“It gives us a chance to feel like we’re human beings again, instead of just our IDOC numbers,” says Idaho State Correctional Center inmate Dan De Minico, referring to the state agency that oversees his incarceration just outside Boise. Unlike most others in the program, De Minico is serving a life sentence. Growing sagebrush isn’t preparation for anything; he’s not building a resume. But he loves the work. He’s been on the crew every year since the prison got involved in 2015. And whenever he calls his mother, Barbara, he tells her the sagebrush news. Like when he found a praying mantis in the shrubbery, or monitored a Killdeer couple nesting among the seedlings. “It’s a big thing for him, because he’s in there for a long time, and it is something he looks forward to every year,” Barbara says. “Even those who don’t see any possibility of getting out have a feeling of still being part of the world.”
Down the road from De Minico’s cell, Samantha Floyd is in a very different situation. She’s only two weeks from release at the South Boise Women’s Correctional Center, where most inmates serve short sentences for drug- and alcohol-related offenses. Floyd can’t wait to take her young son to a family-favorite fishing spot at the BLM’s Morley Nelson Snake River Birds of Prey National Conservation Area, home to North America’s highest concentration of nesting raptors. As it happens, that’s where Floyd and other inmates just spent a frigid day replanting a burn site. “This project, the classes here, have kind of saved my life,” she says. “Once I leave here, I’ll be able to take my son and show him, ‘Look, while Mom was away, this is what I did.’”
The morning after boxing up seedlings, Virgillo and nine other Snake River inmates pair off under the cobalt sky at the Flying Double F Ranch, a private hunting operation near Vale, Oregon. The extra seedlings were earmarked for reclaiming a tawny patch of pasture overrun by cheatgrass and other invasives. Beside the field wends Bully Creek, a ribbon of relative lushness. Sage-grouse need such riparian habitat in the hot, dry summer to find insects, forbs, and other food for their chicks. The idea is to build a sagebrush corridor connecting the creek to BLM-managed habitat nearby.
Working in rows, one member of each duo carefully presses the young shrubs into holes his partner digs by stomping on a dibble, a tool with a conical head that mirrors the plant containers’ shape. It takes a lot of jumping and wrenching to make each hollow in the cold, hard ground, but the men don’t mind. It’s a relief to be out in the fresh air, and a new experience for some of the urbanites who have spent little time in the countryside. “This dog shit?” one inmate asks about the weathered patty at his feet. “Cow,” Virgillo says flatly, not pausing his work.
Back in the greenhouse, the seedlings seemed full of pluck and promise. Spread out on this vast landscape, dwarfed by surrounding grasses, they appear too delicate to take hold. To give them a leg up, land managers often knock back cheatgrass with an herbicide and sow native grass seeds that can help outcompete the invader.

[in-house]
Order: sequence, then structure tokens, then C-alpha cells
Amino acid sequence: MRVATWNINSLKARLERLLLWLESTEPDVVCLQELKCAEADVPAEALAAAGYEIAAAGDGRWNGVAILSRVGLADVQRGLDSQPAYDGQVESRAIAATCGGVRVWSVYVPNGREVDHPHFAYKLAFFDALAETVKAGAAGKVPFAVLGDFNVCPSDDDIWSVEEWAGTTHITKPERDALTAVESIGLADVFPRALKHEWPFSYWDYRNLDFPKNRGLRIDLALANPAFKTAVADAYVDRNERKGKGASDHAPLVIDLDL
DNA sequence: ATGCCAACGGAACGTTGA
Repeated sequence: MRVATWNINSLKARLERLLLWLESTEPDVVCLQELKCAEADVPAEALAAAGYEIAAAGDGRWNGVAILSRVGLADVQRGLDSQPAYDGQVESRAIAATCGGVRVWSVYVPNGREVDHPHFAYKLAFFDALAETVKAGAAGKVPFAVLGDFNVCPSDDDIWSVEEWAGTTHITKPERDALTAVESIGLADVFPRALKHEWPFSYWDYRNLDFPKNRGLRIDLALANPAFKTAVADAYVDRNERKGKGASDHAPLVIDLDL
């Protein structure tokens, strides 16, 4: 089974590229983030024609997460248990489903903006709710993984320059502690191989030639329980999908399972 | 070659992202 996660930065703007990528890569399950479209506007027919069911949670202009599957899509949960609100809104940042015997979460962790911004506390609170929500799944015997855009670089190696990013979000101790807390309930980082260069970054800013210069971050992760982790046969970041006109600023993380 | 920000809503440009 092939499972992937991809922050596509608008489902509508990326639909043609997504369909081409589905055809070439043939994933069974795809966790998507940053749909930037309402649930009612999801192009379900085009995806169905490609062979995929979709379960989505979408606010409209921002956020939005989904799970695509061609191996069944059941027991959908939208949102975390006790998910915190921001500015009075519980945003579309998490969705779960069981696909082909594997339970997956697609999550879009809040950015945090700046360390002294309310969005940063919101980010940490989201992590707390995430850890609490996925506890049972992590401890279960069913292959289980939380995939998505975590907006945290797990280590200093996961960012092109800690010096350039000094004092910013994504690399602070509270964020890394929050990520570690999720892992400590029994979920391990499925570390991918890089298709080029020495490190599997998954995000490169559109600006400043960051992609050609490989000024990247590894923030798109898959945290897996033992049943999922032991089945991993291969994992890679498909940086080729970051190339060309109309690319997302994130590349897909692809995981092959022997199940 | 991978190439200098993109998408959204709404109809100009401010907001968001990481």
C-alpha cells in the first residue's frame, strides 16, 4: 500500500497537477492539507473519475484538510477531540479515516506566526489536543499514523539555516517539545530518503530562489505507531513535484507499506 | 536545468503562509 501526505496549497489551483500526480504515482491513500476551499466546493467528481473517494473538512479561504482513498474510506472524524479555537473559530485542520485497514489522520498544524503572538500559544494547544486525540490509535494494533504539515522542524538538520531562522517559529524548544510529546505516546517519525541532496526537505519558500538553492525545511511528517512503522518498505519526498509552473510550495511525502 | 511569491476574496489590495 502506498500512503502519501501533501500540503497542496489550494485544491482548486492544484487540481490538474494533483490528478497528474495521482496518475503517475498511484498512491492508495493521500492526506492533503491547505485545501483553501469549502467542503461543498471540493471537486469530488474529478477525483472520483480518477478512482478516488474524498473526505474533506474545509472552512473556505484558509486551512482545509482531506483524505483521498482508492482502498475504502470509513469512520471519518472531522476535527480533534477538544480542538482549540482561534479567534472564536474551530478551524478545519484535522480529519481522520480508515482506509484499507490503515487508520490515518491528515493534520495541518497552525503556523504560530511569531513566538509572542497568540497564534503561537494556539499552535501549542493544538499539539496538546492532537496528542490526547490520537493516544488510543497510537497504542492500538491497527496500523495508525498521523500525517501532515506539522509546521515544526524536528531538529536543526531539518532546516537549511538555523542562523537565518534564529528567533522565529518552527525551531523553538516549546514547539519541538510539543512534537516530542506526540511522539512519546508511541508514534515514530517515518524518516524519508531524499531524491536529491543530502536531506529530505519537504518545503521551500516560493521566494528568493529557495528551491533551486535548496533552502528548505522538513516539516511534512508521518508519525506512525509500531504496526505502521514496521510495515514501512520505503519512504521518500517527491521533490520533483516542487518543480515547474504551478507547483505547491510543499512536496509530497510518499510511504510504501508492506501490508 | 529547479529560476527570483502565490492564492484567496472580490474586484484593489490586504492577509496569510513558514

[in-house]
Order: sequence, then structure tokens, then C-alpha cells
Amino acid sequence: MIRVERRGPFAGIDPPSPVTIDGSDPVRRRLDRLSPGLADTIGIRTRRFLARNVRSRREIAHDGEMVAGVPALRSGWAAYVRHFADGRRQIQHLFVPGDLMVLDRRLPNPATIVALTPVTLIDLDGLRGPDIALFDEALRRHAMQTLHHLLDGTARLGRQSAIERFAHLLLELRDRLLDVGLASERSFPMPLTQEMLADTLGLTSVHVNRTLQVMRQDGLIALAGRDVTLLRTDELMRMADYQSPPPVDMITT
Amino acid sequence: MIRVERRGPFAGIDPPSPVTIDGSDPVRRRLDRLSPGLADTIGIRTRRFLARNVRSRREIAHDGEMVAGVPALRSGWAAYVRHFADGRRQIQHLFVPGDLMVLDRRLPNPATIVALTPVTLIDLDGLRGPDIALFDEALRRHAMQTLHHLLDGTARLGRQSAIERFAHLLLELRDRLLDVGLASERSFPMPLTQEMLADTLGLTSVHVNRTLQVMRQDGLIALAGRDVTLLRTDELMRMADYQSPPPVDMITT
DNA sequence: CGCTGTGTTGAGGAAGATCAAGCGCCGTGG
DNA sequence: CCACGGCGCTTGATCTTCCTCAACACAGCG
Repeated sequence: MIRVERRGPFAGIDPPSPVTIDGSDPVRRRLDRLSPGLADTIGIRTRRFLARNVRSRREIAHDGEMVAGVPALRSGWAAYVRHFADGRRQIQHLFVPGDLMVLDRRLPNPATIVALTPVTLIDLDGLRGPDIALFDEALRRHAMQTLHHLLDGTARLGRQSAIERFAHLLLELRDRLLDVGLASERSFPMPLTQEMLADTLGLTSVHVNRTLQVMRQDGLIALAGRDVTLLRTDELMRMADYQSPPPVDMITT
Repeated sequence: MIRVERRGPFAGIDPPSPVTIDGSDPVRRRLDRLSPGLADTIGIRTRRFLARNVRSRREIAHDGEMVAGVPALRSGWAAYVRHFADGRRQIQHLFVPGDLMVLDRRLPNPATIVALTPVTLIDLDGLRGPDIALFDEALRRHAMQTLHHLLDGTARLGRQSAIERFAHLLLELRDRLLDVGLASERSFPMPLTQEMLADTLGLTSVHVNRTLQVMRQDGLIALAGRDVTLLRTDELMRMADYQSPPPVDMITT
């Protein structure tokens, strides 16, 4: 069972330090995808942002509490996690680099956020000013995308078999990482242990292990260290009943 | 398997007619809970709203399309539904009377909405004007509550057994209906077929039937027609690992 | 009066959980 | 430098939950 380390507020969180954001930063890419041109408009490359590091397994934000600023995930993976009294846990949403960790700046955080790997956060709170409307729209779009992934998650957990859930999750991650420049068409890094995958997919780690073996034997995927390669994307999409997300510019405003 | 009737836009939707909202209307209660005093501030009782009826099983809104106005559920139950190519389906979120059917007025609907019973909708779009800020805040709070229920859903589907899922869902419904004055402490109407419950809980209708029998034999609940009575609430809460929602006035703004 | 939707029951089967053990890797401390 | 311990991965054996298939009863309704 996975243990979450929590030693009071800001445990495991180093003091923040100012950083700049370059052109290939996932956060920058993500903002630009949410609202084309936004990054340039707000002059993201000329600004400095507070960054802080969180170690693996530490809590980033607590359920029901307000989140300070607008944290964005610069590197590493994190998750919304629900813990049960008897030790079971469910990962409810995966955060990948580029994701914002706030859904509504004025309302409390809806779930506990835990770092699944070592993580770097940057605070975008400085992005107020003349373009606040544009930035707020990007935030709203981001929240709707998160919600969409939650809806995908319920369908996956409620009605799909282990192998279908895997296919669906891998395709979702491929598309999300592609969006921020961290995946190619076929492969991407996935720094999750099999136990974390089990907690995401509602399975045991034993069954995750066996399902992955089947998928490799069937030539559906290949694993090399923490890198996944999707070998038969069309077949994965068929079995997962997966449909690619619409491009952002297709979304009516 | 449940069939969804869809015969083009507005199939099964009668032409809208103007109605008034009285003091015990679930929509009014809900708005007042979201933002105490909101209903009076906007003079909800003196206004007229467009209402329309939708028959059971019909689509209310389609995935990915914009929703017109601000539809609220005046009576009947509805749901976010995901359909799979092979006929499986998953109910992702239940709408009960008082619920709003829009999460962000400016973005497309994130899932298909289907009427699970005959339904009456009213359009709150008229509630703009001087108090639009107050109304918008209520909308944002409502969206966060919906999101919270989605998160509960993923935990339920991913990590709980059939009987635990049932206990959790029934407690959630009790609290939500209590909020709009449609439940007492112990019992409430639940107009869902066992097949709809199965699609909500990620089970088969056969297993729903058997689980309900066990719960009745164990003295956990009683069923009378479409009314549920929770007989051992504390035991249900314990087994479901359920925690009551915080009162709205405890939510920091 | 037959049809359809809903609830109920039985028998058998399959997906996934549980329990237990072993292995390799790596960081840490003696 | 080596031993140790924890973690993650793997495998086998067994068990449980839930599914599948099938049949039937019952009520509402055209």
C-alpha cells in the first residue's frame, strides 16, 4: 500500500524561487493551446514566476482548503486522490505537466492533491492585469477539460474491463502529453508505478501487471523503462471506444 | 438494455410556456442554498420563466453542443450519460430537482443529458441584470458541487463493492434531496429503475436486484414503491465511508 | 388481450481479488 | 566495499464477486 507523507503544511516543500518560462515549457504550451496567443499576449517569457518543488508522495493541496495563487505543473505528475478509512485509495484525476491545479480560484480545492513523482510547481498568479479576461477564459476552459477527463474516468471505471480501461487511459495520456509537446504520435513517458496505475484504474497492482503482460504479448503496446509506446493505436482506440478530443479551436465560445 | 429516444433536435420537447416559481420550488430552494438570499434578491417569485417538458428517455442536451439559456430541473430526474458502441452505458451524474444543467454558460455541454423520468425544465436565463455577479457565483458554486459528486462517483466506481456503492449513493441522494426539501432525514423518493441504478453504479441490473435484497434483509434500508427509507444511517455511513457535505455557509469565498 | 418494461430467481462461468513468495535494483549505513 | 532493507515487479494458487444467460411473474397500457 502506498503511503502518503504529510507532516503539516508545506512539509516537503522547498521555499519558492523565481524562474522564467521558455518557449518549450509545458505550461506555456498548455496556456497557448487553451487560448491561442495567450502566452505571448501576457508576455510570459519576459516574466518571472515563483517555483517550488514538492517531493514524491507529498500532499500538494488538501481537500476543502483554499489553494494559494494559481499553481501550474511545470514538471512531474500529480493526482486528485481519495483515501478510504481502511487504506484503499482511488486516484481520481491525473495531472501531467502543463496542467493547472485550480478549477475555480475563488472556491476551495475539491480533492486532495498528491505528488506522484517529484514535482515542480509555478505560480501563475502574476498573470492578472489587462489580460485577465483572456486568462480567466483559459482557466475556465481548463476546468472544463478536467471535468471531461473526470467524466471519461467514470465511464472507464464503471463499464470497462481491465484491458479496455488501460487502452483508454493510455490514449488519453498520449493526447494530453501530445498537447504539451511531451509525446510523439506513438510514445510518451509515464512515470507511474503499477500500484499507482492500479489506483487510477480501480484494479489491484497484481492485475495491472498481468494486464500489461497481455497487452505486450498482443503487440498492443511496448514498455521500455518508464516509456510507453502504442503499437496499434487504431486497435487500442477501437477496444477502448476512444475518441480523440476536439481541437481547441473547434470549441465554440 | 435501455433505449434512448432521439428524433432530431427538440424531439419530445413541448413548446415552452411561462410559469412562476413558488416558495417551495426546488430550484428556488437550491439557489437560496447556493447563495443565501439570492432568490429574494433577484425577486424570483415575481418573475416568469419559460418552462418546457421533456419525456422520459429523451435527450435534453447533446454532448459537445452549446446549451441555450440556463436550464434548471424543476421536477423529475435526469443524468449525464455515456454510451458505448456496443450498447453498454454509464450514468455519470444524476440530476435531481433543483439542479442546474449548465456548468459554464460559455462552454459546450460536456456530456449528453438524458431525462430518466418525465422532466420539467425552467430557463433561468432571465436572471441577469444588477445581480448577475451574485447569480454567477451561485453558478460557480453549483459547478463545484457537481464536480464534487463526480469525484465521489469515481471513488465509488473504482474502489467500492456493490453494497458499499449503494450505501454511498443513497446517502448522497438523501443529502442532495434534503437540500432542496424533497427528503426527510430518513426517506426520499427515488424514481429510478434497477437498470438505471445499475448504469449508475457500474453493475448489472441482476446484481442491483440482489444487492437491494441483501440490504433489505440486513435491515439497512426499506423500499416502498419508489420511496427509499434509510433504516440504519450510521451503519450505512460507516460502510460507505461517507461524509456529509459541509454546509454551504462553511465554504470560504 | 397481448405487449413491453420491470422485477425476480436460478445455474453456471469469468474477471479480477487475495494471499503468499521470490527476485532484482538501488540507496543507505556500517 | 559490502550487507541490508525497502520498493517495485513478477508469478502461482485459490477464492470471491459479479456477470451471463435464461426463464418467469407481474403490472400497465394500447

But they’re tougher than they look, as a visit to a BLM tract in southeast Oregon shows. The site of a 2012 fire, it was the first area replanted through the project, in 2014. Beside charred sagebrush stand spunky shrubs a couple of feet tall. Their branches bow under yellowish seed heads. Younger sagebrush have begun to take root in the gaps between them. As the sunlight fades, pronghorn silhouettes slink across a nearby ridge. It looks like a landscape in recovery.
Still, inmates alone aren’t going to save this ecosystem. Too much habitat is disappearing too quickly for them to keep up, even if all 24 prisons Moore has identified in the region take part, as she hopes they will. But it’s something. Every seedling prisoners grow, if it survives, will be more source of food and shelter for creatures that badly need it. And every skill they learn in the process puts them one step closer to a productive life after incarceration. “I see absolutely no downside,” says Daly Edmunds, Audubon Rockies’ policy and outreach director. “It’s a really creative way that new partners can be involved in helping to change what the future looks like for this ecosystem.”
Virgillo often considers what his own future will look like. He longs to see his two adult kids, and for simple pleasures he once took for granted. “I’m looking forward to my own cooking,” he says. “A real bed, and not a foam mat. Silence at night. The lights being totally out.”
He’s still got two long years to go, but the program gives him something good to think about in the meantime. “Mind candy,” he calls it. Spring will bring another chance to coax new life from tiny seeds. The awful boredom, the loneliness, it all goes away in the greenhouse. Some nights, back in his bunk with one more hard day behind him, he can still smell the sagebrush on his hands.
This story originally ran in the Spring 2020 issue as “Outside Job.” To receive our print magazine, become a member by making a donation today.